Some of HTC's custom software survives in the latest member of the GPe ranks
Behold, the HTC One M8 Google Play edition. Same M8, less HTC. Look, there's not a lot here you haven't already read in our comprehensive HTC One review. Same 5-inch display. Same loud speakers. Same tall but sleek form factor. The difference here is software.
And as has been the case with other GPe devices, things get a little interesting here. While we tend to think of Google Play editions as "pure Google" devices, though that's not quite the case. There's still a little HTC code left over. That's a good thing, actually. The question is whether you want a phone stripped of some of the features that make it unique — and that explain some of the hardware peculiarities inherent to the M8.
Pique your interest yet? Let's break down this new HTC One M8 Google Play edition.
Nothing's changed here. We've got the Glacial Silver model, which is basically the same finish as last year's M7. Looks great. Still feels great. And, yes, it's still pretty tall. Nobody's stripped out the dual cameras or anything. They're still there. More on all that in a bit.
The HTC speakers are still big, and still loud. There's
In the box we've got a standard HTC charger — the 1.5A variety, and remember that we're still waiting on a new charger to take advantage of Qualcomm's Quick Charge 2.0. (In fact, we'll have to see if that even works in the GPe model anyway.) There's also a pair of white earbuds, which was nice of HTC to include.
This is where things start to get interesting. Standard Google Play edition/Nexus boot. Same animation, same setup process. Only you might notice that HTC Weather Service is listed. It's not surprising to see remnant code in the Google Play editions, but that (at least at first) seems like an interesting one. More on that in a minute.
As you'd expect, this phone's running Android 4.4.2 KitKat.
The launcher is the Google Now launcher. Large icons, minimal home screen mess. Pull up from the home screen to initially get to Google Now. Once you've confirmed you want to use it, you'll find Google Now as the far left home screen, and it works just like we've come to know.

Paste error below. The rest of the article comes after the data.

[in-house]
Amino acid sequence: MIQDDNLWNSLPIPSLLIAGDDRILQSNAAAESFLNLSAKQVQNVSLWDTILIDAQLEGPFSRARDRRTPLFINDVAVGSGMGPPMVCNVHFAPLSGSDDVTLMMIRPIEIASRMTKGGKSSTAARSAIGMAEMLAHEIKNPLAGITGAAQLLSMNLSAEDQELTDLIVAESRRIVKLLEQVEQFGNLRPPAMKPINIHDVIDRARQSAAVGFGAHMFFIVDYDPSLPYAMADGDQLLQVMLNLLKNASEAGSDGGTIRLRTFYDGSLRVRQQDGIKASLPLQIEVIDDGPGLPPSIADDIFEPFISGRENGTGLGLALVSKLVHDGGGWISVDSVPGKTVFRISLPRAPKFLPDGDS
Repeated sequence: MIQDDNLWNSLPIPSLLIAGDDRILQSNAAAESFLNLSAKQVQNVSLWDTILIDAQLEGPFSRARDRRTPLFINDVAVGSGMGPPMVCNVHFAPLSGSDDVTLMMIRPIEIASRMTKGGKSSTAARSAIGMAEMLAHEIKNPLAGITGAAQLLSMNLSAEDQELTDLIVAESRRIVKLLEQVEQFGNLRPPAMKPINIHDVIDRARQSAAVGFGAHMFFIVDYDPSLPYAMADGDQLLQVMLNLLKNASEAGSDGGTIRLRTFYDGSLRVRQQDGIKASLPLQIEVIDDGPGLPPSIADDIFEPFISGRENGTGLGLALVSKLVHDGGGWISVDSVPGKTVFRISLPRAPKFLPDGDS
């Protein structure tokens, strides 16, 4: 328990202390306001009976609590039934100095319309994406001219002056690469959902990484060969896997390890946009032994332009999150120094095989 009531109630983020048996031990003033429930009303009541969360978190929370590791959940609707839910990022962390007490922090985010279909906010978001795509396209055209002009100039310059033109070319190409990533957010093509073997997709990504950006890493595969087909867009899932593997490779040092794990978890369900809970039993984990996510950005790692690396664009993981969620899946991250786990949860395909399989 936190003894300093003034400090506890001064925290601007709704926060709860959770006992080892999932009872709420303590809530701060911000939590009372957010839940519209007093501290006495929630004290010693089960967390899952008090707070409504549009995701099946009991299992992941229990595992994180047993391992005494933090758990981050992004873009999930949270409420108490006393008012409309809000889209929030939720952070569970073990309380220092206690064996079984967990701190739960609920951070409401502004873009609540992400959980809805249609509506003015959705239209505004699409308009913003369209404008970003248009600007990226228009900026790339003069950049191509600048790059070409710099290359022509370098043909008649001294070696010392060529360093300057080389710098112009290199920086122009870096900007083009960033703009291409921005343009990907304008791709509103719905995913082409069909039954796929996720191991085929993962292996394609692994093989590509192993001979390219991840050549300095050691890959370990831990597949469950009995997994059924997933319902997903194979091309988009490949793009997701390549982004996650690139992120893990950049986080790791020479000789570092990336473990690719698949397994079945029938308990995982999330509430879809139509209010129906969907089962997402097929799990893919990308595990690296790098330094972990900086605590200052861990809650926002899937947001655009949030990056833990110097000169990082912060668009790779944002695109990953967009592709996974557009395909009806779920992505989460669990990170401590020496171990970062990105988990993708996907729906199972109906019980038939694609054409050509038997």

HTC's Motion Launch feature is on board, sort of. This is the one that lets you double-tap a sleeping M8 to wake it. On the proper HTC model, you also can swipe on the darkened screen in different directions to wake the phone to, say, BlinkFeed, or directly to the app drawer, or to launch HTC's voice calling. On the Google Play edition, a swipe in any direction simply wakes the phone. That's it. Better than nothing, but not as good as it is on the proper M8.
The HTC One M8 Google Play edition cameras
This one's both hardware and software. No sense in having two lenses on a Google Play edition phone if you can't actually use them, right? You'll take pictures like normal, using the built-in Google camera app. And then you'll view the images through the Photos app. (Remember, Gallery is dead now in GPe devices.) From there, hit the edit button (either the pencil icon, or in the overflow menu) and choose "HTC Photo Edit."
And just like that, you'll have access to UFocus and filters and some other editing tools. Some of them are a little redundant to what Google has, but that's OK. Edit, save, share. Easy. (Though we'd prefer to see a more apparent link to the fancy tools, and not just hidden behind an edit button.) Missing, unsurprisingly, are Zoes and Video Highlights.
Photosphere is still on board, but HTC's implementation of it on the HTC version of the M8 is better than even Google's, we think.
The Dot View Case
The HTC Dot View case has quickly become one of the more sought-after HTC One M8 accessories. The small holes in the cover allow some basic information to shine through while still protecting the display — and it does all this with style. On the Google Play edition, Dot View still works. (In fact, you'll see the Dot View app update when you first sign in with your Google Account.) Only — and this is a recurring theme here, folks — Dot View loses a bit of its functionality here as well.
You can still double-tap or press the home button to see the time and the weather. (That's why the HTC Weather Service is on board, most likely.) And ... so far as we can tell, that's it. No notifications from the email app. No notifications from and the ability to accept or reject a phone call. Just time and temperature.
Again, better than nothing, but not as cool as proper Dot View.
The bottom line
As is the case with Google Play edition devices, you largely know what you're going to get. And in this case, it's some really cool hardware, minus most of the software that makes the M8 such a unique device. So long as you know that going in — and if you're researching a GPe device, chances are you do — then, cool.
It's worth mentioning as well that HTC Advantage is still in effect. If you crack your display in the first six months, HTC will replace it for free.
So if you're in the market for what some might call a monstrosity and what others call a smartphone as Matias intended, you can pick one up directly from Google Play for $699.
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